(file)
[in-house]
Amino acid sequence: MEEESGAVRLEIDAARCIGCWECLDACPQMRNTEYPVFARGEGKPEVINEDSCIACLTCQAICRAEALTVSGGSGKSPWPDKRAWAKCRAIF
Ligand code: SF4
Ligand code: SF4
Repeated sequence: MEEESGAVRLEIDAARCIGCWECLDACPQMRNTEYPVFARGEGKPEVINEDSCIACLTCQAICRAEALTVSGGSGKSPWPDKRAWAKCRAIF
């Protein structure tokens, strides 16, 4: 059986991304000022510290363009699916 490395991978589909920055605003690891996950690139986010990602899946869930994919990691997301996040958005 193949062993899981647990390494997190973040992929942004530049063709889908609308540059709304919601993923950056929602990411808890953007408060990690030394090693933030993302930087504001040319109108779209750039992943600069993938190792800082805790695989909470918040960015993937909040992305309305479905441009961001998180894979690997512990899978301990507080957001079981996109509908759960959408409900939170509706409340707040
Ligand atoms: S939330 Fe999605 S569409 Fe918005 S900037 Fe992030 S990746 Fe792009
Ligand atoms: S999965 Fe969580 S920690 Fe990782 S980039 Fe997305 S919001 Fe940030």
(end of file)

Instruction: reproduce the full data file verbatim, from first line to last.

[in-house]
Amino acid sequence: MEEESGAVRLEIDAARCIGCWECLDACPQMRNTEYPVFARGEGKPEVINEDSCIACLTCQAICRAEALTVSGGSGKSPWPDKRAWAKCRAIF
Ligand code: SF4
Ligand code: SF4
Repeated sequence: MEEESGAVRLEIDAARCIGCWECLDACPQMRNTEYPVFARGEGKPEVINEDSCIACLTCQAICRAEALTVSGGSGKSPWPDKRAWAKCRAIF
């Protein structure tokens, strides 16, 4: 059986991304000022510290363009699916 490395991978589909920055605003690891996950690139986010990602899946869930994919990691997301996040958005 193949062993899981647990390494997190973040992929942004530049063709889908609308540059709304919601993923950056929602990411808890953007408060990690030394090693933030993302930087504001040319109108779209750039992943600069993938190792800082805790695989909470918040960015993937909040992305309305479905441009961001998180894979690997512990899978301990507080957001079981996109509908759960959408409900939170509706409340707040
Ligand atoms: S939330 Fe999605 S569409 Fe918005 S900037 Fe992030 S990746 Fe792009
Ligand atoms: S999965 Fe969580 S920690 Fe990782 S980039 Fe997305 S919001 Fe940030």